Assessing the troika
In 2010 euro area member states, when faced with the likelihood that Greece would default on its sovereign debt, responded with an improvised solution. A trio of international lenders (European Commission, European Central Bank, and the International Monetary Fund) – the troika – agreed to provide a bailout, but attached onerous terms and conditions to the loans that they provided. The financial rescue averted what most had then feared, namely that a default by Greece could destabilise the weaker euro zone economies, and threaten the euro’s very survival. Nevertheless a sovereign debt crisis in Greece was later replicated in three other member states, with Ireland, Portugal and Cyprus each in turn requiring a financial rescue programme.
The European Parliament’s economic and monetary affairs committee this week adopted a report in which it has closely examined how the troika handled the four national bailout programmes. The committee was highly critical of aspects of the performance of the international lenders. Indeed, within the troika itself, strong disagreements also surfaced about the debt management policies adopted. The IMF was critical of the reluctance of its EU partners to restructure Greece’s debt in the first bailout in 2010. Likewise, during Ireland’s bailout programme, where the IMF favoured a bail-in of senior bondholders, this too proved unacceptable to the European members of the troika. Ironically, the policy that the European authorities were not then prepared to entertain – a bail-in of senior bondholders – they are now willing to accept in future.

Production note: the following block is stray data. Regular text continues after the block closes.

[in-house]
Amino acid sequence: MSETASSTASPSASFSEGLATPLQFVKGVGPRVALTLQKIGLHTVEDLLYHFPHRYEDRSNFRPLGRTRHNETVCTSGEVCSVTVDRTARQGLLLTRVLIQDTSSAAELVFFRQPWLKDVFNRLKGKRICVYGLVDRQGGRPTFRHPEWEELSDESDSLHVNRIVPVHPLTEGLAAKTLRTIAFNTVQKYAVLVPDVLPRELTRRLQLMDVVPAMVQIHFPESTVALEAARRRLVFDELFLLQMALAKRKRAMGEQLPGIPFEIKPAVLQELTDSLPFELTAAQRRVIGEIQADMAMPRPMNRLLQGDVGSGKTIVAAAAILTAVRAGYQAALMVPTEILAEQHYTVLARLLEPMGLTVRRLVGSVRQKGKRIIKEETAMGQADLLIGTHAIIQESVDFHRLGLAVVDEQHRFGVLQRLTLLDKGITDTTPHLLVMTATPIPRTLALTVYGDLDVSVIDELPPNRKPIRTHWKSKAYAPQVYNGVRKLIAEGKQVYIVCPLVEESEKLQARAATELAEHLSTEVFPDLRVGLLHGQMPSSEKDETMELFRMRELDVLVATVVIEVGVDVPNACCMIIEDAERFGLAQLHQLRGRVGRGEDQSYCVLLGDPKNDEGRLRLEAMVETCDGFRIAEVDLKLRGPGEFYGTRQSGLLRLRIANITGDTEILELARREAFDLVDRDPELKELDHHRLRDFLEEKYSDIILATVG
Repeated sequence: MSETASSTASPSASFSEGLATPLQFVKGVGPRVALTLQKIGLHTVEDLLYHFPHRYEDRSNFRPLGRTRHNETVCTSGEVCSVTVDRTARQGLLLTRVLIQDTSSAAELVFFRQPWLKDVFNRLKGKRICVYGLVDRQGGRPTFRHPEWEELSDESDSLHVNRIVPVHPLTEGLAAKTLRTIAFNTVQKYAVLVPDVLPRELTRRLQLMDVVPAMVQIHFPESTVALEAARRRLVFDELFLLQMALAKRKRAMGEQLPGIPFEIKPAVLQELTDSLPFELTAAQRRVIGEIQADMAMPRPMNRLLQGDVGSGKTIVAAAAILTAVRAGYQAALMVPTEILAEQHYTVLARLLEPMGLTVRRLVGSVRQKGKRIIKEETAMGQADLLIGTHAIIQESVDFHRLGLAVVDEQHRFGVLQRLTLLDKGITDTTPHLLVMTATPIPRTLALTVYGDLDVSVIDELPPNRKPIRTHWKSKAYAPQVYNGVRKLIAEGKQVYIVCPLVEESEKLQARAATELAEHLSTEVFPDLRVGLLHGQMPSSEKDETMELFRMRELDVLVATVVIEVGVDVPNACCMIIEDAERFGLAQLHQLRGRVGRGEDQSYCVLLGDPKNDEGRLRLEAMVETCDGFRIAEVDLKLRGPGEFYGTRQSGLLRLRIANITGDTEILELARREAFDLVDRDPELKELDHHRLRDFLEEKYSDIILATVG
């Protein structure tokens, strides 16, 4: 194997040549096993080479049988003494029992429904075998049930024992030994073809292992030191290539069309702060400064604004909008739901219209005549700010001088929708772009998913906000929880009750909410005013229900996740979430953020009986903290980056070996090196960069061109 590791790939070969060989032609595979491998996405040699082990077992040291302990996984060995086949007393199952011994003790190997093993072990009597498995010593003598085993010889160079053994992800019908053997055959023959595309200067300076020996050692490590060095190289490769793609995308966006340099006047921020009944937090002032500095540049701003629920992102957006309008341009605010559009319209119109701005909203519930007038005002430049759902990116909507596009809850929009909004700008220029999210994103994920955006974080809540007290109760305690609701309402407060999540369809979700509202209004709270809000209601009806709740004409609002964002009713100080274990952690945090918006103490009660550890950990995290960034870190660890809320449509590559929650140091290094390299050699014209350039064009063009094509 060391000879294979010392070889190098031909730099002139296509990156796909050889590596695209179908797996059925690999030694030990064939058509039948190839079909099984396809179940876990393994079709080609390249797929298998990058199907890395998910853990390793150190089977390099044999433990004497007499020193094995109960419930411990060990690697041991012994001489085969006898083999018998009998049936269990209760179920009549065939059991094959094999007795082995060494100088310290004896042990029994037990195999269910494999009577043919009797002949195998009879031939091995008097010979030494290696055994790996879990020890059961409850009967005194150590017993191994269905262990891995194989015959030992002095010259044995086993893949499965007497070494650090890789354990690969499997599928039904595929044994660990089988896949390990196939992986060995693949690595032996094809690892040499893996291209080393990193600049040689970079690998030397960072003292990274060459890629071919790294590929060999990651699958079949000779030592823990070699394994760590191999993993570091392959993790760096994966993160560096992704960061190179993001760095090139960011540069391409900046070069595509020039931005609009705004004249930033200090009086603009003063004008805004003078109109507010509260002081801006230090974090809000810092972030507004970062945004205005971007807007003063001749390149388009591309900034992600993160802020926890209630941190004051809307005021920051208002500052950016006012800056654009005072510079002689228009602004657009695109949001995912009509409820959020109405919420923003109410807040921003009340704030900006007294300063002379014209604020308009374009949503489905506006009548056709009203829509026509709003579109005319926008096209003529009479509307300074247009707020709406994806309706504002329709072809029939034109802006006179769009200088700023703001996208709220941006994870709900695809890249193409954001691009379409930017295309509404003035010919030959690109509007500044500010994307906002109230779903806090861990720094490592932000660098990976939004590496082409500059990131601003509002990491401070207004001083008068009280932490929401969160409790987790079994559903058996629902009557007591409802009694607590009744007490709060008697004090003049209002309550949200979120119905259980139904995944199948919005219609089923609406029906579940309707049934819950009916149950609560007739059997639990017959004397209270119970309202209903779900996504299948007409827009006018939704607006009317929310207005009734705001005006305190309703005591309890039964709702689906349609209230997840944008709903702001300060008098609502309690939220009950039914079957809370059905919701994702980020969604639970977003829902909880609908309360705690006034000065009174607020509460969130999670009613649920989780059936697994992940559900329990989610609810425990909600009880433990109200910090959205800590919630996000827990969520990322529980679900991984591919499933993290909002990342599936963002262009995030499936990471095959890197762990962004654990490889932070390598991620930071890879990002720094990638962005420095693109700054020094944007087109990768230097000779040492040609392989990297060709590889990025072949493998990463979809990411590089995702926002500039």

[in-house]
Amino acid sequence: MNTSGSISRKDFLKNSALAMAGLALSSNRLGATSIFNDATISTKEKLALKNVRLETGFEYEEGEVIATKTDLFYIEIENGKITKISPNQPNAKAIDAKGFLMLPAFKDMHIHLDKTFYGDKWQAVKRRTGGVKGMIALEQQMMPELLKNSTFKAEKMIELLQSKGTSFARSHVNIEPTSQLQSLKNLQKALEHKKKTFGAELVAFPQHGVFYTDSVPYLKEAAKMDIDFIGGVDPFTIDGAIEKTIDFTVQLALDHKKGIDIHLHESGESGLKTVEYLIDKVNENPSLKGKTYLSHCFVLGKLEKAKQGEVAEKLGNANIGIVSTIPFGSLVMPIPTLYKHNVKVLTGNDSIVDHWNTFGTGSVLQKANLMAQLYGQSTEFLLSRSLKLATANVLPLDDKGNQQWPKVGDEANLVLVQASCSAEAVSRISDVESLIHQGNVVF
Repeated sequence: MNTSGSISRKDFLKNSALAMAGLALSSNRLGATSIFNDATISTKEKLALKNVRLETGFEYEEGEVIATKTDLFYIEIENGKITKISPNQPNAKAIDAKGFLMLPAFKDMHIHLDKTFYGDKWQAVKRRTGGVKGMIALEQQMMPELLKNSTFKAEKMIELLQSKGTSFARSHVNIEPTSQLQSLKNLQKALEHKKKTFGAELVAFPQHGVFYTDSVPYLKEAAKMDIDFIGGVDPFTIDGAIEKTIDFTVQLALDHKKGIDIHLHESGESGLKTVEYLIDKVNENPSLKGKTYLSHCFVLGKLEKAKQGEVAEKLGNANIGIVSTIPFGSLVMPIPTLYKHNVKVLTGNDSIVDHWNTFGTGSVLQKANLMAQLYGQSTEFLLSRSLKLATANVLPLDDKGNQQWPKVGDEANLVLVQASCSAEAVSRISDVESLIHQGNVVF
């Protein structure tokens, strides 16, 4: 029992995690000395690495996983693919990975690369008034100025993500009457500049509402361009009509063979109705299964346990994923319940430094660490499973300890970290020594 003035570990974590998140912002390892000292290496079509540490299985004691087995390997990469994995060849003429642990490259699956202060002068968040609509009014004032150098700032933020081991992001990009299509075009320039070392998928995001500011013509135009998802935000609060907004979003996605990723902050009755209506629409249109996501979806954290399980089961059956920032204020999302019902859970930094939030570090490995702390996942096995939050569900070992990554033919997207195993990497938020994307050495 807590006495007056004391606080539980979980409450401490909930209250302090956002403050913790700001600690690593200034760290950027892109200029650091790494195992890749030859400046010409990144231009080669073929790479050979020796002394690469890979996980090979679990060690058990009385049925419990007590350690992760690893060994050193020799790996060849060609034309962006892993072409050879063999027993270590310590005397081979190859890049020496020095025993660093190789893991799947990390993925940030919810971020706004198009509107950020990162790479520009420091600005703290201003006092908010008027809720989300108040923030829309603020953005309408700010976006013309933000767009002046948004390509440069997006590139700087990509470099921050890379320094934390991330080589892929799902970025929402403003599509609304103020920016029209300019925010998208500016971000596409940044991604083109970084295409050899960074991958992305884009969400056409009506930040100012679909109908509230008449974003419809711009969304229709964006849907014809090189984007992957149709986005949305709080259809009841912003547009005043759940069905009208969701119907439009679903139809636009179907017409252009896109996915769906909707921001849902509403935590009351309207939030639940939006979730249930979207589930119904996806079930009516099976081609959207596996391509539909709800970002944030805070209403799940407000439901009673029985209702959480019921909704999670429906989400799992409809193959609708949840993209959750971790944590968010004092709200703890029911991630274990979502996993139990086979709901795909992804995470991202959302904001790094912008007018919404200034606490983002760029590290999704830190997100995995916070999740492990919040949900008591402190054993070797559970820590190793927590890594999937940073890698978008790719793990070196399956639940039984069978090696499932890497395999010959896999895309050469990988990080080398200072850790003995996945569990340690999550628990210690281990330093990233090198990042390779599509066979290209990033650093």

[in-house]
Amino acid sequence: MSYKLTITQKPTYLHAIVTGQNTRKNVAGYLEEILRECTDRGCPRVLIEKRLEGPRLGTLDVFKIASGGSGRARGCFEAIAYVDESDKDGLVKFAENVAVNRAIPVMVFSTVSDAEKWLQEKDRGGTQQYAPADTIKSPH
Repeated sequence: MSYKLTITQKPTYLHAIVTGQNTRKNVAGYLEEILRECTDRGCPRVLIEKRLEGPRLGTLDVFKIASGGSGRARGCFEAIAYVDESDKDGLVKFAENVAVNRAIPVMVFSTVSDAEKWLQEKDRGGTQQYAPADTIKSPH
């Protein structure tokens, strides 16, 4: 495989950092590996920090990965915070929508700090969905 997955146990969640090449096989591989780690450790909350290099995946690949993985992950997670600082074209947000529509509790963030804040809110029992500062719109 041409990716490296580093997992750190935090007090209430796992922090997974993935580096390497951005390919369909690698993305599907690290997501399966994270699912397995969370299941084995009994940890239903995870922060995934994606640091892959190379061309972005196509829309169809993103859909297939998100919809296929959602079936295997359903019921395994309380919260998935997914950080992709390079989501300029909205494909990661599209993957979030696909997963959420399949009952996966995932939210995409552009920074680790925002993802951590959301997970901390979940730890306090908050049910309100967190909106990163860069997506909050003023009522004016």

What the economic affairs committee has sought to do in its report is to highlight the mistakes that it claims the troika has made, and to make recommendations on how crisis management in the EU can be improved, which include some proposals for institutional reform. That said, the troika faced a formidable challenge in managing the euro zone debt crisis, one that should not be underestimated. And while it has been strongly criticised in this report, the troika has nevertheless helped to restore credibility to the euro zone, and stability to its currency. But clearly, there are lessons to be learned from the troika’s management of affairs – not least the lack of democratic accountability to national parliaments for many of the decisions taken.
And questions will continue to be raised about whether the austerity measures negotiated between the troika and the programme countries – required to reduce their deficits and debt – were excessive, and whether they prolonged the euro zone’s recession and delayed its recovery.
The committee, in reviewing the troika’s performance, has opened up the issue to wider public debate before the European Parliament as a whole votes on its report in April.